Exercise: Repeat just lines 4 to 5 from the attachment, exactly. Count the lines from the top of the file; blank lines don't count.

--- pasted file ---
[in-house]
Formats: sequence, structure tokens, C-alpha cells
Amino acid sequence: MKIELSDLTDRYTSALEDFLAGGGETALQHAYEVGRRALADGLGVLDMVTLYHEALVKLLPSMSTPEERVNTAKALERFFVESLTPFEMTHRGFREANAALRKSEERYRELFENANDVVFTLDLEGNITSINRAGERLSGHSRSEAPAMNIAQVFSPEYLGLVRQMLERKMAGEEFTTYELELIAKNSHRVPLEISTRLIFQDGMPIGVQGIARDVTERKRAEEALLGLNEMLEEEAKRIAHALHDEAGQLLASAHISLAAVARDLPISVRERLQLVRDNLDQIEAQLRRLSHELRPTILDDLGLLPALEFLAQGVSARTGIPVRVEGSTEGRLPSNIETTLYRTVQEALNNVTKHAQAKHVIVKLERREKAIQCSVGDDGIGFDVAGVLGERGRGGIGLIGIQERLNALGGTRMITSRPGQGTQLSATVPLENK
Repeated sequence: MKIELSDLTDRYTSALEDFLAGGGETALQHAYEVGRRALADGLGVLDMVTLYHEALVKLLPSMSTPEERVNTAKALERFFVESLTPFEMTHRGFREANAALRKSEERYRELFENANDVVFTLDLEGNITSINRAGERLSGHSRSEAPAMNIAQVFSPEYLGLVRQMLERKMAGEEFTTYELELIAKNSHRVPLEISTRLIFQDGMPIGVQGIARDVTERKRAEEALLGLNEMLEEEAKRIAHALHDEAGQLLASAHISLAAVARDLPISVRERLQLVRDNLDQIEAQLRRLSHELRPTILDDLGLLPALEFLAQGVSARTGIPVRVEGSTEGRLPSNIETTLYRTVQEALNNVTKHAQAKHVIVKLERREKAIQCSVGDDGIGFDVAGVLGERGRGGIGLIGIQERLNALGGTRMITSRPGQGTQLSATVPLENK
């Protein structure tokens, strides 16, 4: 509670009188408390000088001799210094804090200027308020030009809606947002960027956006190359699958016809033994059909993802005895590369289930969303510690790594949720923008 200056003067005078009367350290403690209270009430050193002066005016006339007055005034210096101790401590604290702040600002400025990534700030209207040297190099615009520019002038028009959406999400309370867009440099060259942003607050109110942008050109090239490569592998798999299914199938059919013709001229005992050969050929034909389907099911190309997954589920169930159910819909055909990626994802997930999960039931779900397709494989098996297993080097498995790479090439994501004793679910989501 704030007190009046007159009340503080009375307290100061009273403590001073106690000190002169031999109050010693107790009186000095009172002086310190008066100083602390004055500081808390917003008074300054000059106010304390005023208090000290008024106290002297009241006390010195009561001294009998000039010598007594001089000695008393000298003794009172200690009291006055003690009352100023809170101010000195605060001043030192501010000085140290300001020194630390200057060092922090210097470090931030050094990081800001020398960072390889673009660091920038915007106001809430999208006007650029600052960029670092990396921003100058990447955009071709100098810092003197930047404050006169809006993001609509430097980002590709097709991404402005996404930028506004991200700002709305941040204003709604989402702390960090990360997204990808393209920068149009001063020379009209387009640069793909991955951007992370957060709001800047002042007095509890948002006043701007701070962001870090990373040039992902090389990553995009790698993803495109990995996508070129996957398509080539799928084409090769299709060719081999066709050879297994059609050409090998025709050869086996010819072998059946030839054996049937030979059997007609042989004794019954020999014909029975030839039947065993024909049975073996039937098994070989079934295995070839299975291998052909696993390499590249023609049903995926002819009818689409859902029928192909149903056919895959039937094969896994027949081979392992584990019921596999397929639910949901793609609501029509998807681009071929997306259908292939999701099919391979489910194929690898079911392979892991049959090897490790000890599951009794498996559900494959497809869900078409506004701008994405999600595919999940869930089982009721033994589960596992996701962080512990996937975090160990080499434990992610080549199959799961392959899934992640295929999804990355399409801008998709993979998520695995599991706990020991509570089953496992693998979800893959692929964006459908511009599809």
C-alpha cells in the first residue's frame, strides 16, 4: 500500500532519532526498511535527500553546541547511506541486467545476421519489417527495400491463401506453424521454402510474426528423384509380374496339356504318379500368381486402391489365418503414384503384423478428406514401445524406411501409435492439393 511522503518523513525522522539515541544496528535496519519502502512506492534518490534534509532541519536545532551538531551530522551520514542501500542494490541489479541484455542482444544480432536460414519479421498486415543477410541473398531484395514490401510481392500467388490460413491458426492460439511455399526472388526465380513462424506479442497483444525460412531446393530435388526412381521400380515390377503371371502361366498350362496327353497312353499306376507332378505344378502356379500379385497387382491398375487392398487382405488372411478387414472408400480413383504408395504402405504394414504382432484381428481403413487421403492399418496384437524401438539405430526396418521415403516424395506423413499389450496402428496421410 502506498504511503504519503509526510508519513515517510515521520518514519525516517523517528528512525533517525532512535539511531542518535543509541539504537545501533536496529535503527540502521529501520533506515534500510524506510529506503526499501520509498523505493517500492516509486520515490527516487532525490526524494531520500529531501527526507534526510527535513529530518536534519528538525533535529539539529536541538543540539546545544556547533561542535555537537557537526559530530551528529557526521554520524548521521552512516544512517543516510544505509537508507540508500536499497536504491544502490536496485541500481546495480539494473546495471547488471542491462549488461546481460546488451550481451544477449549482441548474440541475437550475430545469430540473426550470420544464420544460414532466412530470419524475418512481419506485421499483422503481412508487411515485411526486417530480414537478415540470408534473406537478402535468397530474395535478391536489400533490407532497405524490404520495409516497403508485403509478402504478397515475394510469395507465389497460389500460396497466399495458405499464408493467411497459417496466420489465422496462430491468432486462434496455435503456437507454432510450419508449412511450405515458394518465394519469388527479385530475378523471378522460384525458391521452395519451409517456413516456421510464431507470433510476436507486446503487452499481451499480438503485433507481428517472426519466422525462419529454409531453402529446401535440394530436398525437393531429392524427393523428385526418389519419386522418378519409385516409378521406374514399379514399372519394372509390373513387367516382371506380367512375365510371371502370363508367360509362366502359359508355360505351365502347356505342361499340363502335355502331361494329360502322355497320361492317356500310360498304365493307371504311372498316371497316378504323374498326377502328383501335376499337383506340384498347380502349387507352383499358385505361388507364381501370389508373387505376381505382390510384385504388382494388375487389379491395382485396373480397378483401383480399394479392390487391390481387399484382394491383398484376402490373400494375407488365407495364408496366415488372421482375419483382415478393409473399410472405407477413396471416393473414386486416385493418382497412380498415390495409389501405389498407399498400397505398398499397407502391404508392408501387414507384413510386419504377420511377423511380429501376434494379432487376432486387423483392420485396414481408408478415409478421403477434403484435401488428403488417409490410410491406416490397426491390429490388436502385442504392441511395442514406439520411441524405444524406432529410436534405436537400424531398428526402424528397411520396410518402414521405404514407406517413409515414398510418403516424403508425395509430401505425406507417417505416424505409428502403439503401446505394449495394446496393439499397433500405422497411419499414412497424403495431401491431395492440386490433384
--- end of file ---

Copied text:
Repeated sequence: MKIELSDLTDRYTSALEDFLAGGGETALQHAYEVGRRALADGLGVLDMVTLYHEALVKLLPSMSTPEERVNTAKALERFFVESLTPFEMTHRGFREANAALRKSEERYRELFENANDVVFTLDLEGNITSINRAGERLSGHSRSEAPAMNIAQVFSPEYLGLVRQMLERKMAGEEFTTYELELIAKNSHRVPLEISTRLIFQDGMPIGVQGIARDVTERKRAEEALLGLNEMLEEEAKRIAHALHDEAGQLLASAHISLAAVARDLPISVRERLQLVRDNLDQIEAQLRRLSHELRPTILDDLGLLPALEFLAQGVSARTGIPVRVEGSTEGRLPSNIETTLYRTVQEALNNVTKHAQAKHVIVKLERREKAIQCSVGDDGIGFDVAGVLGERGRGGIGLIGIQERLNALGGTRMITSRPGQGTQLSATVPLENK
């Protein structure tokens, strides 16, 4: 509670009188408390000088001799210094804090200027308020030009809606947002960027956006190359699958016809033994059909993802005895590369289930969303510690790594949720923008 200056003067005078009367350290403690209270009430050193002066005016006339007055005034210096101790401590604290702040600002400025990534700030209207040297190099615009520019002038028009959406999400309370867009440099060259942003607050109110942008050109090239490569592998798999299914199938059919013709001229005992050969050929034909389907099911190309997954589920169930159910819909055909990626994802997930999960039931779900397709494989098996297993080097498995790479090439994501004793679910989501 704030007190009046007159009340503080009375307290100061009273403590001073106690000190002169031999109050010693107790009186000095009172002086310190008066100083602390004055500081808390917003008074300054000059106010304390005023208090000290008024106290002297009241006390010195009561001294009998000039010598007594001089000695008393000298003794009172200690009291006055003690009352100023809170101010000195605060001043030192501010000085140290300001020194630390200057060092922090210097470090931030050094990081800001020398960072390889673009660091920038915007106001809430999208006007650029600052960029670092990396921003100058990447955009071709100098810092003197930047404050006169809006993001609509430097980002590709097709991404402005996404930028506004991200700002709305941040204003709604989402702390960090990360997204990808393209920068149009001063020379009209387009640069793909991955951007992370957060709001800047002042007095509890948002006043701007701070962001870090990373040039992902090389990553995009790698993803495109990995996508070129996957398509080539799928084409090769299709060719081999066709050879297994059609050409090998025709050869086996010819072998059946030839054996049937030979059997007609042989004794019954020999014909029975030839039947065993024909049975073996039937098994070989079934295995070839299975291998052909696993390499590249023609049903995926002819009818689409859902029928192909149903056919895959039937094969896994027949081979392992584990019921596999397929639910949901793609609501029509998807681009071929997306259908292939999701099919391979489910194929690898079911392979892991049959090897490790000890599951009794498996559900494959497809869900078409506004701008994405999600595919999940869930089982009721033994589960596992996701962080512990996937975090160990080499434990992610080549199959799961392959899934992640295929999804990355399409801008998709993979998520695995599991706990020991509570089953496992693998979800893959692929964006459908511009599809």